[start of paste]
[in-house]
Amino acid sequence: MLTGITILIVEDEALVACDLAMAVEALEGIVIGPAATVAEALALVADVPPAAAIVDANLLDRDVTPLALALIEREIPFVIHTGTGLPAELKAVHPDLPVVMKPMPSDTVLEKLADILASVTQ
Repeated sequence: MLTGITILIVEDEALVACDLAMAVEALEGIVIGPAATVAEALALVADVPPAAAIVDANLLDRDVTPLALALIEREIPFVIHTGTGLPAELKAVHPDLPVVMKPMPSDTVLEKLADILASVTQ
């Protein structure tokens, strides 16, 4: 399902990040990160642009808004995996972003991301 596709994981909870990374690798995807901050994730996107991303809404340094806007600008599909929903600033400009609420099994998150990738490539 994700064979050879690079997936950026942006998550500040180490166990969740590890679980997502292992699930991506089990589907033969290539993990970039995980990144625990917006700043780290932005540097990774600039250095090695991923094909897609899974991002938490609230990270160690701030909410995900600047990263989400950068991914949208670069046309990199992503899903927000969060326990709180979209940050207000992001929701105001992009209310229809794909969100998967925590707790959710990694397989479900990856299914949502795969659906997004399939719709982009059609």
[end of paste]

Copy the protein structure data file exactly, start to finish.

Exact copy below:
[in-house]
Amino acid sequence: MLTGITILIVEDEALVACDLAMAVEALEGIVIGPAATVAEALALVADVPPAAAIVDANLLDRDVTPLALALIEREIPFVIHTGTGLPAELKAVHPDLPVVMKPMPSDTVLEKLADILASVTQ
Repeated sequence: MLTGITILIVEDEALVACDLAMAVEALEGIVIGPAATVAEALALVADVPPAAAIVDANLLDRDVTPLALALIEREIPFVIHTGTGLPAELKAVHPDLPVVMKPMPSDTVLEKLADILASVTQ
């Protein structure tokens, strides 16, 4: 399902990040990160642009808004995996972003991301 596709994981909870990374690798995807901050994730996107991303809404340094806007600008599909929903600033400009609420099994998150990738490539 994700064979050879690079997936950026942006998550500040180490166990969740590890679980997502292992699930991506089990589907033969290539993990970039995980990144625990917006700043780290932005540097990774600039250095090695991923094909897609899974991002938490609230990270160690701030909410995900600047990263989400950068991914949208670069046309990199992503899903927000969060326990709180979209940050207000992001929701105001992009209310229809794909969100998967925590707790959710990694397989479900990856299914949502795969659906997004399939719709982009059609």